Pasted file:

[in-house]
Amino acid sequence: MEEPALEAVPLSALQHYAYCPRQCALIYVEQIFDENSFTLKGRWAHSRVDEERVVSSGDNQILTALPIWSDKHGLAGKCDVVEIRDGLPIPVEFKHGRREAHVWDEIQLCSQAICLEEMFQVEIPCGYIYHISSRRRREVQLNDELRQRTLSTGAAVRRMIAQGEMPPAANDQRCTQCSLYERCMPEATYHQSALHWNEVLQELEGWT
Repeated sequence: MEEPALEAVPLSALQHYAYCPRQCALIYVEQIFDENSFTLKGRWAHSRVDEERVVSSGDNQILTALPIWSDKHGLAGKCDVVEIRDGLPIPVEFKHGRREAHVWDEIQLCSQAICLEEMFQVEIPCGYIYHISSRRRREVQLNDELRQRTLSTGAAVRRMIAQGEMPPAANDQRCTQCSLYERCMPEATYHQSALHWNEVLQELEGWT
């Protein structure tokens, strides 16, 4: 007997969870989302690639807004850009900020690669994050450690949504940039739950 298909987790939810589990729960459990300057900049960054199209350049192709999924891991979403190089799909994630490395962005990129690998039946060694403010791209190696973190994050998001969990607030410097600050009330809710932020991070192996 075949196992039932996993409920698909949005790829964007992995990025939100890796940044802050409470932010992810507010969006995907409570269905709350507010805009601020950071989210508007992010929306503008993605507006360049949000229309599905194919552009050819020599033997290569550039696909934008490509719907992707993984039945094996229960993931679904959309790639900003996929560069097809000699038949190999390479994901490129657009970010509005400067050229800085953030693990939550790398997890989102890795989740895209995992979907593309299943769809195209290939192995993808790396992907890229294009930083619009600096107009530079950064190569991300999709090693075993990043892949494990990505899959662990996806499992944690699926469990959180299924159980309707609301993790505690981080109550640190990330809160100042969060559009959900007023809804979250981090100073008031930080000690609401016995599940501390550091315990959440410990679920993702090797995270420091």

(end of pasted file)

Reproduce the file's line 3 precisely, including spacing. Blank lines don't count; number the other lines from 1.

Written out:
Repeated sequence: MEEPALEAVPLSALQHYAYCPRQCALIYVEQIFDENSFTLKGRWAHSRVDEERVVSSGDNQILTALPIWSDKHGLAGKCDVVEIRDGLPIPVEFKHGRREAHVWDEIQLCSQAICLEEMFQVEIPCGYIYHISSRRRREVQLNDELRQRTLSTGAAVRRMIAQGEMPPAANDQRCTQCSLYERCMPEATYHQSALHWNEVLQELEGWT